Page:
Creative Matchmaking: Diary Entry #2, Bursary 2013
Caden Lovelace, Laura Grace
The second of the two teams awarded The Writing Platform bursary fill us in on their progress: Caden Lovelace and Laura Grace applied for the bursary individually and have been paired together by the selection panel who felt that their shared areas of interest, along with their enthusiasm for working with a new, previously unknown, partner would make for an exciting creative journey.
Read their second diary entry here and their final wrap interview here.
You can hear from actor and writer Ben Gwalchmai and poet and developer James Wheale, about their mobile app Fabler here and hear, and read their final wrap interview here.
As briefs go, The Writing Platform Bursary’s remit is a broad and exciting one: we’re tasked with creating something that makes use of existing digital tools, and brings “new ideas and solutions for the wider writing community.” Daunting, but full of possibilities. Together with technologist, Caden Lovelace, I’ve spent the last six weeks digging deeper into this challenge, throwing around concepts of varying degrees of terribleness (in the firm belief that quantity beats quality in brainstorming), drinking plenty of coffee, and generally enjoying that magical first stage of making things – coming up with crazy, impossible ideas. And then, of course, you’ve got to actually make something. That part’s harder. As I write this, we’re just about at the half-way point in the Bursary timeline, on-track to reveal our hideous progeny/delightful creation at Bath Spa University’s MIX Conference in July. We’re excited.
One of the most enjoyable parts of this whole process has been the experience of creative matchmaking, as facilitated by the wise judges of this year’s Bursary. Caden and I had never met prior to winning but, as we’ve discovered, our literary interests and touch-points are rather scarily simpatico. Equally, our individual points of focus have proved nicely complementary: Caden tackling the problem from a technologist’s point of view – with an awareness of both the possibilities and restrictions available to us. Leaving me to both indulge some flights of fancy with the narrative side, and explore the product’s user experience from an author’s point of view – something I’ve found really inspiring. It’s interesting to think of a piece of fiction as a ‘product’. Who will use it, and why? How will they use it, and where? It opens out a narrative experience beyond text, into something to be used, prodded, played with. Something that can fit into a reader’s life in a new way, and can exist more concretely in the ‘real world’.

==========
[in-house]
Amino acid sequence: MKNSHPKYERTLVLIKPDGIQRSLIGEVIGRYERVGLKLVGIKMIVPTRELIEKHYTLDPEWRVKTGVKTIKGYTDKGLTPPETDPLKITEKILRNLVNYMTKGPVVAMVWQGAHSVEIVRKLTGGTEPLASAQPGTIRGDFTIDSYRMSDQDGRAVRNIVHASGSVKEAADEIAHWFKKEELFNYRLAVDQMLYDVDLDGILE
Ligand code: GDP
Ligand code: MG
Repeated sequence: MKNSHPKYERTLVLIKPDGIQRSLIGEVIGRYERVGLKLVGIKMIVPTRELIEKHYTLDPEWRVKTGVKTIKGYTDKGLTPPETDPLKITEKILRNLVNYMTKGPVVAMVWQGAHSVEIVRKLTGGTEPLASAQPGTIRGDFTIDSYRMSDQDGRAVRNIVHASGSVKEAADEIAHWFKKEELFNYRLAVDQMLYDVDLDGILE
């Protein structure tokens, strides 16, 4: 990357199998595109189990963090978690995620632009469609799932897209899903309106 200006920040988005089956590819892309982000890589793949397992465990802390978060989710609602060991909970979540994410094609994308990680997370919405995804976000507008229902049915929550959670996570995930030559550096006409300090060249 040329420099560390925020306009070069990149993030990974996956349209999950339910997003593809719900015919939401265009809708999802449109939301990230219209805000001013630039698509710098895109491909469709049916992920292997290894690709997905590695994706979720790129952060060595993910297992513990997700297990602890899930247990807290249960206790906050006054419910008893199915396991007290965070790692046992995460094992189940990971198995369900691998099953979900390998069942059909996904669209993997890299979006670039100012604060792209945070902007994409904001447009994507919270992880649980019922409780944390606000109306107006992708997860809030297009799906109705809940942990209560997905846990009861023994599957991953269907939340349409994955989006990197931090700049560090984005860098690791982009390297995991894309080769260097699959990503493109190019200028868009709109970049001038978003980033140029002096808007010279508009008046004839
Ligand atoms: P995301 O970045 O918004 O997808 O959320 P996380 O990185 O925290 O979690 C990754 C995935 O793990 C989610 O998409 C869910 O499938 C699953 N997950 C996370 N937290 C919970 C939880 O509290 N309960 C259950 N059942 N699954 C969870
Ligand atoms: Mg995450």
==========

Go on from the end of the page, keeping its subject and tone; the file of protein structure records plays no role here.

Living in different cities has meant that, for the most part, we’ve had to collaborate remotely – with long email threads forming the basis of our process. As we’re still at the delicate building-and-refining stage, we’re not quite ready to reveal specific details of what we’ve come up with (sorry!), but here’s a taster of the points of inspiration that our emails have covered (hint: what we’re working on is hidden in there somewhere…):
– Stories for mobile devices
– Italo Calvino
– unresolved detective stories
– narrative-led lucid dreaming
– shape-shifting/responsive stories
– Richard Linklater
– social media as one vast intermeshed narrative
– conversations with future selves
– stories that take years to be told
– Umberto Eco
– location based stories
– macro-locative stories
– archaeologists of the future…
– (We’ve also discovered a mutual love of lists.)
For this first blog post, we were asked to describe “the journey so far”. The experience of story as a journey, and as a destination, is something we’ve been particularly interested in – we’ll be expanding on this in later posts. More abstractly, the Bursary’s brief of exploring “new ideas and solutions” has been an invitation to set sail, to take a risk on creating something that might work, and might not. Whatever the result, we’re enjoying exploring an exciting territory – the place where stories meet technology, and anything can happen. And, as Henry Miller put it, “one’s destination is never a place, but a new way of seeing things.”
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